California Larkspur

California Larkspur © DSchiel

Delphinium californicum ssp. californicum

Description (Jepson,

  • Eudicotyledon
    • Eudicots are a major lineage of flowering plants; see family for general characteristics
  • Buttercup Family (Ranunculaceae)
  • Perennial upright herb
  • Leaves
    • Basal and cauline (along the stem)
    • Palmately lobed (3-15 lobes)
    • Margins deeply cut
  • Flowers
    • Inflorescence (flower arrangement) is a branched, elongated raceme (flowers attached on short, equal stalks to a central stem)
      • Up to 50 flowers
      • Pedicels (individual flower stalks) to 2.5 in.
    • Each flower is bilaterally symmetrical
      • 5 densely hairy, pale lavender to greenish-white, petal-like sepals (usually green, outer flower parts) point forward
      • 4 small, pale lavender to greenish-white, central petals
      • Upper sepal forms a spur (tubular projection of a flower)
        • Encloses 2 smaller, nectar-containing spurs, formed by the 2 upper petals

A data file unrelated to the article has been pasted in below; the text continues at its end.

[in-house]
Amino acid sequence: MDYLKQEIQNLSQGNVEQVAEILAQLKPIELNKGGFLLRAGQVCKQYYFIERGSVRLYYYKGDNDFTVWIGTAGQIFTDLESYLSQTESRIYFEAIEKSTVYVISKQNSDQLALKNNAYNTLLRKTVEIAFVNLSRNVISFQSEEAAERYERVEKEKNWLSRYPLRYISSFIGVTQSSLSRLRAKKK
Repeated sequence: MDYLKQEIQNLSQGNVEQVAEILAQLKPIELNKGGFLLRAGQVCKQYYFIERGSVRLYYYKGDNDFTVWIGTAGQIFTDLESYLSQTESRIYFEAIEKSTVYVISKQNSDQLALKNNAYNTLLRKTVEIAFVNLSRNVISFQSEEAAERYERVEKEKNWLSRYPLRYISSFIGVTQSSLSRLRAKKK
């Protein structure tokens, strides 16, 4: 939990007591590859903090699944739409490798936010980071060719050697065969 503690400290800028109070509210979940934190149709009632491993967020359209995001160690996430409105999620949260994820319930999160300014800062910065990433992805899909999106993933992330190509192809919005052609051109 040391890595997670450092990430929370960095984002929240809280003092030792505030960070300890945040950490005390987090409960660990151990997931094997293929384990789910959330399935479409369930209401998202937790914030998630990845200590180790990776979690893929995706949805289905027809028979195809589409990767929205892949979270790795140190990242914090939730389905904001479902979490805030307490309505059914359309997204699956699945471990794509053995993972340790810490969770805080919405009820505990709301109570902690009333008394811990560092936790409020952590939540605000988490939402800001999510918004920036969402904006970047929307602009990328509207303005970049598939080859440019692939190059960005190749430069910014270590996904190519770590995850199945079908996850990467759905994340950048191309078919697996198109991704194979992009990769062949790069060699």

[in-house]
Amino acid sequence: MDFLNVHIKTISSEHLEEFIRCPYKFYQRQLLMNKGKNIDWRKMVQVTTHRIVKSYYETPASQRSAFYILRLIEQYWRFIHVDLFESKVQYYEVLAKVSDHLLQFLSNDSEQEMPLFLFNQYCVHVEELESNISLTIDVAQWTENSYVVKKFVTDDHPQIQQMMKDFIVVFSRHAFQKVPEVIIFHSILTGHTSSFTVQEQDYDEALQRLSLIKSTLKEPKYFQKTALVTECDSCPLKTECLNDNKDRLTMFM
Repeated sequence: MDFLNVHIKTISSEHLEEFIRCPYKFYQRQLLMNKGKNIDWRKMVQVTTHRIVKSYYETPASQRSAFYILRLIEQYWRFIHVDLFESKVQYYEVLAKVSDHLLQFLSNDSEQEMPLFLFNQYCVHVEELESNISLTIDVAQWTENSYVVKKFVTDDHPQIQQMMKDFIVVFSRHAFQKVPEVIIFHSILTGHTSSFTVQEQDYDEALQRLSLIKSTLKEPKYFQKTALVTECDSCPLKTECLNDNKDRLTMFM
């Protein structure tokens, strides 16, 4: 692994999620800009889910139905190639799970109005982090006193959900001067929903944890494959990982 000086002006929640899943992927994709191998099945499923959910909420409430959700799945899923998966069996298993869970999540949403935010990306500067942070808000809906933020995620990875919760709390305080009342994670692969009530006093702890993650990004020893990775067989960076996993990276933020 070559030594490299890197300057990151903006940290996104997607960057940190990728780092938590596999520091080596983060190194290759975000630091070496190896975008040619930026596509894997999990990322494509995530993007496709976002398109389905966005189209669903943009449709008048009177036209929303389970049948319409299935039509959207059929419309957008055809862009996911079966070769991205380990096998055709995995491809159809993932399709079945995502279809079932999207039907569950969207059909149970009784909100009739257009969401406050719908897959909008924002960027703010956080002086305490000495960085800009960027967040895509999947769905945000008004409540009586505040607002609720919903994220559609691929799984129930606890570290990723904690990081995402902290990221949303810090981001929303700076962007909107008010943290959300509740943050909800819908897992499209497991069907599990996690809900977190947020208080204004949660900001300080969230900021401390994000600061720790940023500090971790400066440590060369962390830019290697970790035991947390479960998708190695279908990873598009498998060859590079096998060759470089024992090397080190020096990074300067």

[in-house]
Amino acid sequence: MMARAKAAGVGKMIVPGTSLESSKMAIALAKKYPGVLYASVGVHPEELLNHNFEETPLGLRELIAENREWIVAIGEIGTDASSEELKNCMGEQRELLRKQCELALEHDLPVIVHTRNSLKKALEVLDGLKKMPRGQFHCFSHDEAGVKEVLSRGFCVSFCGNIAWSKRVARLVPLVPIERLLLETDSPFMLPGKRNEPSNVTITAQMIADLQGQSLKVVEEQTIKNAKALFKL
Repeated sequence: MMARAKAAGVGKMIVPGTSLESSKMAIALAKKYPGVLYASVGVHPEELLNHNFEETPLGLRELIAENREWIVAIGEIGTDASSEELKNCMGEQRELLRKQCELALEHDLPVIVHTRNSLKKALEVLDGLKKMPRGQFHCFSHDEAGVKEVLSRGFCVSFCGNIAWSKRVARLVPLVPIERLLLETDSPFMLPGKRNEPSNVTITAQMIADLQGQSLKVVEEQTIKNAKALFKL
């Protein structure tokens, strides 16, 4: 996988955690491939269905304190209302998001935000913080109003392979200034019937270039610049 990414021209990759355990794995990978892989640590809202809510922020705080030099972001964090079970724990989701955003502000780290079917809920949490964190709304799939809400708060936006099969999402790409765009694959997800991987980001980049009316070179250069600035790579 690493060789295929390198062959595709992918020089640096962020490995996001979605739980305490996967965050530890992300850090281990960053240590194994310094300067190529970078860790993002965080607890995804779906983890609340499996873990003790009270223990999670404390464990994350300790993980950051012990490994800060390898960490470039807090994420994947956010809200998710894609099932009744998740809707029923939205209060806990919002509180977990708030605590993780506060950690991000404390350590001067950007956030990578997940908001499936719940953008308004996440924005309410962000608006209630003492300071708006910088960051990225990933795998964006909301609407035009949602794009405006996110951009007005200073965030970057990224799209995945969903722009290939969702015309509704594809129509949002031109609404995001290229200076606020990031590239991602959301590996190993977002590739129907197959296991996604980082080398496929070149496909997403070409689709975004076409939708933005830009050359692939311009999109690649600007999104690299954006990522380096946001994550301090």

• Ovary superior (above the attachment of other flower parts)
  • Fruit is a follicle (a dry, multi-seeded pod that opens on one side)
  • Height to 63 in.
California Larkspur © KKorbholz


  • Native and endemic (limited) to California
    • Grows in chaparral and woodlands
    • See Calflora for statewide observations of this plant
  • Grows at elevations to 3,280 ft.

Uses (San Mateo County Parks prohibits removal of any natural material)

  • Wildlife
    • Pollinated by bumblebees, e.g. long-tongued California bumblebee (Bombus californicus) (Castillo 2009)
    • Larval food source (host) for some moth species, e.g. bilobed looper moth (Megalographa biloba) and spotted straw sun moth (Heliothis phloxiphaga)
  • Native people (for Delphinium species)
    • Young greens boiled for food
  • CAUTION – All parts of the plant are toxic, especially the seeds
    • California Poison Control System lists Delphinium species in the highest category of toxicity (level 4)
      • “Ingestion of these plants, especially in large amounts, is expected to cause serious effects to the heart, liver, kidneys or brain” (CPCS 2020)
    • Plants contain various poisonous alkaloids, including delphinine
    • Ingestion of some Delphinium species kill many cattle (and fewer numbers of horses and sheep), posing significant management problems for ranchers across western North America (Green, et al. 2020)

Name Derivation

  • Delphinium (del-FIN-ee-um) – from the Greek name for larkspurs, delphinion, derived from delphinos or delphis for “dolphin” due to the shape of the flower bud, and sometimes the flower, resembling that of a dolphin
  • Larkspur – a common name frequently used for species in the genera Delphinium and Consolida, also in the Buttercup family